Our aluminum Super Air Knives are shipped from stock with a .002″ shim installed. The optional shim set includes a .001″, .003″ and .004″ shim that would allow you to decrease or increase the performance. By operating the Super Air Knife with the .003″ shim installed, this would increase the force and flow by 1.5 times and using the .004″ shim would double the performance. Sometimes achieving greater force and flow may be required but with the customer saying they were seeing weak airflow, it seemed there may be a restriction on the supply side.

Super Air Knife with Shim Set

I asked the customer how the knife was plumbed and what size supply lines he was using. He advised that they were plumbing air to all 3 inlets on the bottom of the knife but they were using 3/4″ hose with a run of about 30′. I advised the customer that plumbing air to all 3 inlets is required for a 48″ Super Air Knife but we actually recommend 3/4″ Schedule 40 Pipe up to 10′ or 1″ pipe up to 50′. If using hose, he would need to go up a size to maintain a large enough ID to carry the volume required for the unit. In his case, since the length of the supply is close to 30′, he would need to use 1-1/4″ ID hose.

Improper plumbing line size is a common issue we deal with here at EXAIR. Using undersized supply lines can cause excessive pressure drops because they aren’t able to carry the volume of air necessary to properly supply the compressed air device. In this particular application, if the customer were to install either the .003″ or .004″ shim, while keeping his current plumbing size, the performance would actually be worse as now the lines are even more undersized due to the increased air volume requirement from the larger Super Air Knife gap.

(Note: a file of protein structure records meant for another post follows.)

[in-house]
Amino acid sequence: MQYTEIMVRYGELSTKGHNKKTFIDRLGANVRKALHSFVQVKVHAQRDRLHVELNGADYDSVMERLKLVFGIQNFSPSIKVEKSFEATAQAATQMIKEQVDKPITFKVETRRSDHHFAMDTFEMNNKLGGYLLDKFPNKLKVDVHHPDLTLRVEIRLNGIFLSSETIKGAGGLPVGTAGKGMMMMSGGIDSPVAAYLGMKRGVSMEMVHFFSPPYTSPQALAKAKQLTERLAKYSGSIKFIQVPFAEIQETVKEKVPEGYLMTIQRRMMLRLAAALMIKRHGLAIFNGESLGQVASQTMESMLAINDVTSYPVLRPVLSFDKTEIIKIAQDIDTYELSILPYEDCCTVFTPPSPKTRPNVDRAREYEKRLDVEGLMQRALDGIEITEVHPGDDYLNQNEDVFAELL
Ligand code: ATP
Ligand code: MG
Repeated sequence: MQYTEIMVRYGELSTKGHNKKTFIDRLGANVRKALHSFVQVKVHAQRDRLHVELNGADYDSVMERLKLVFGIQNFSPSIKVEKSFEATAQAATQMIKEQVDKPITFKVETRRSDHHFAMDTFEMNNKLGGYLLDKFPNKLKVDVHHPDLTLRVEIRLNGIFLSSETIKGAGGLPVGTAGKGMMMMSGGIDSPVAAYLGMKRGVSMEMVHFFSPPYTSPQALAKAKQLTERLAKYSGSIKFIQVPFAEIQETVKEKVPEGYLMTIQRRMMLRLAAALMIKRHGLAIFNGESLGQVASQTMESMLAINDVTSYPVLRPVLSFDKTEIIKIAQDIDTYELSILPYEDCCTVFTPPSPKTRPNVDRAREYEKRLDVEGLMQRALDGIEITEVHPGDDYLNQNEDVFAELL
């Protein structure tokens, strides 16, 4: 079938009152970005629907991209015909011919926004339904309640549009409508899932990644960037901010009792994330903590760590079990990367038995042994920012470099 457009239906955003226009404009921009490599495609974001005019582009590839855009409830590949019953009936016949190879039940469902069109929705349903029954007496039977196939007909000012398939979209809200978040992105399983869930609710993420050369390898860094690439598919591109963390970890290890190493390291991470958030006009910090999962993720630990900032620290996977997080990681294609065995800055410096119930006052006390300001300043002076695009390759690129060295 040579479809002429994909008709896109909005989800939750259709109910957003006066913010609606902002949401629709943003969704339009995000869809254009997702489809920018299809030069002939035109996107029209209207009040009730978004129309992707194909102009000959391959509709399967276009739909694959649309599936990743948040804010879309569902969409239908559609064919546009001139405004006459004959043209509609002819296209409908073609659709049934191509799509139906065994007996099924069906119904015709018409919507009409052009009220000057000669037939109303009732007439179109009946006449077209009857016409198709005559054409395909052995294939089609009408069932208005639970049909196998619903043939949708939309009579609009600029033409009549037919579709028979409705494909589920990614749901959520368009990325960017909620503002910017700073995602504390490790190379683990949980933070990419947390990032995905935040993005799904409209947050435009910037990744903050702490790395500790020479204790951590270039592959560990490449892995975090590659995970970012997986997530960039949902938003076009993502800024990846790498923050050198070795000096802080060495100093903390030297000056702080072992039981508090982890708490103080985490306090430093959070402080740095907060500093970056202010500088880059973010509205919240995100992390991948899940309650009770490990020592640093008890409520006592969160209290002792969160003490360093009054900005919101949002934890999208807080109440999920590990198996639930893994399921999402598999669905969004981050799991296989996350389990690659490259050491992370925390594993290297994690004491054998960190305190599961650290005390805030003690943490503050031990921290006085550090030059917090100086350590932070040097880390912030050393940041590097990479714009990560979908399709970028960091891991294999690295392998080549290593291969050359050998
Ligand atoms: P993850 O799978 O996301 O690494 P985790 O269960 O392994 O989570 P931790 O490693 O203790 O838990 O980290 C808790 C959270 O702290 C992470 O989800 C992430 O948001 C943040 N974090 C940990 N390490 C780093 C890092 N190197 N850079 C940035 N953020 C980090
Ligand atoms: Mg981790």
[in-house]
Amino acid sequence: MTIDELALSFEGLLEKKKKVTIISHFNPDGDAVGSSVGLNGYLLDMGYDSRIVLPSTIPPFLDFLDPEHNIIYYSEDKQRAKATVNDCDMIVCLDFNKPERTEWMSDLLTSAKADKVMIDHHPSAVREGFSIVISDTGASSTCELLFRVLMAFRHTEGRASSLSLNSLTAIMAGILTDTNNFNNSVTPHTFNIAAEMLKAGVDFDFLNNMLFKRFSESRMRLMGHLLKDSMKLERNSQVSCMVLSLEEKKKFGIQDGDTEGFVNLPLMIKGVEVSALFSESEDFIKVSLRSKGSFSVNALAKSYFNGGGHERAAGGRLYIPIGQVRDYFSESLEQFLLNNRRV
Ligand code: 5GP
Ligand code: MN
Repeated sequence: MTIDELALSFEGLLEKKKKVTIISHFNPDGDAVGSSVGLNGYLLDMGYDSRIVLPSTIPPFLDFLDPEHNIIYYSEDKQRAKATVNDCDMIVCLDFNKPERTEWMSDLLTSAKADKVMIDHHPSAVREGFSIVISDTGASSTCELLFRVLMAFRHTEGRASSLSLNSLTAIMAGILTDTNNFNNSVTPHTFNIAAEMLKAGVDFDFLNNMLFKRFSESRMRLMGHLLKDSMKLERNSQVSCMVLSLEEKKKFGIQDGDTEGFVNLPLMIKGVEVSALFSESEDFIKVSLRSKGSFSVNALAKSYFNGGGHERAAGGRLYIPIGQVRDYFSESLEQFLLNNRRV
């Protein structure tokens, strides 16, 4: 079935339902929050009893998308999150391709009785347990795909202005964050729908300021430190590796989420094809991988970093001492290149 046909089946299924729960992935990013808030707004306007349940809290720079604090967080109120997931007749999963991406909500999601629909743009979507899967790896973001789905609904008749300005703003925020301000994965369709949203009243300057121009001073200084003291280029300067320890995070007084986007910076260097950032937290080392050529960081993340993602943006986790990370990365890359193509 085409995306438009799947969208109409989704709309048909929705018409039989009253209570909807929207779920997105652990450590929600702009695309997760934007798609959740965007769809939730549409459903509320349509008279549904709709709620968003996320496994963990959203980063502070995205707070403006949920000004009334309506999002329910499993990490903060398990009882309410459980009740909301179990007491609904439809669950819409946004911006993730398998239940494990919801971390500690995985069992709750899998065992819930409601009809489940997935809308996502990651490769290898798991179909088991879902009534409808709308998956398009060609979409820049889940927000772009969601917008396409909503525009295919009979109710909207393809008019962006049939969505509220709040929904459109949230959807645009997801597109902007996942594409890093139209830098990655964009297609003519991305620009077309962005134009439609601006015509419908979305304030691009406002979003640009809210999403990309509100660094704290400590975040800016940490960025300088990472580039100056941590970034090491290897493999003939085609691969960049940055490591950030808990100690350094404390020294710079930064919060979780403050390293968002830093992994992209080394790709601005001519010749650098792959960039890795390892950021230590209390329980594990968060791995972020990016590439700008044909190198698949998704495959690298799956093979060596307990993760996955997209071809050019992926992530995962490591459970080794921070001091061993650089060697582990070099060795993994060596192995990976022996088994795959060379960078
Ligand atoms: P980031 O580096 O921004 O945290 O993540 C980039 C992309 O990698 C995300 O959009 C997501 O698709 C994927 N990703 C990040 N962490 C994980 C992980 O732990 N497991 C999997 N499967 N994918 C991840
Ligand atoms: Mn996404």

If you are looking to change the performance with one of our Air Knives or if you would like to discuss a particular application or product, please contact one of our application engineers for assistance at 800-903-9247.

Justin Nicholl
Application Engineer
justinnicholl@exair.com
@EXAIR_JN

Super Air Amplifiers vs. Fans – Why are Amplifiers More Effective at Cooling & Drying?

Super Air Amplifier

Super Air Amplifiers entrain ambient air at a rate of 25:1!!

When seeking a suitable solution for cooling or drying your parts, you may be tempted to try out a low-cost fan to get the job done. While fans do a great job of keeping you cool during the warmer months, they’re not the best choice for cooling or drying parts. Have you ever noticed that when standing in front of a fan the flow pattern is not consistent? This is due to the nature in which the fan blades create that air flow by “slapping” the air as they spin rapidly. The air flow that exits from the fan is turbulent and is not as effective as the laminar air flow pattern that is produced by EXAIR’s Super Air Amplifier. The Super Air Amplifier utilizes a patented shim design that maintains a critical position of the air gap and creates a laminar air flow pattern that will exit the outlet of the unit.

fan data2

In addition to providing laminar air flow more conducive for cooling and drying, the Super Air Amplifier provides much more air that can be directed at the target. A standard 2.36” x 2.36” DC operated fan provides anywhere from 12-27 CFM at the outlet, depending on the model. For comparison, a Model 120022 2” Super Air Amplifier will provide 341 SCFM at the outlet when operated at 80 psig. At just 6” away from the outlet, this value increases to 1,023 SCFM!! When compared to the fan outlet air flow, the Super Air Amplifier produces more than an 1,100% increase in air volume!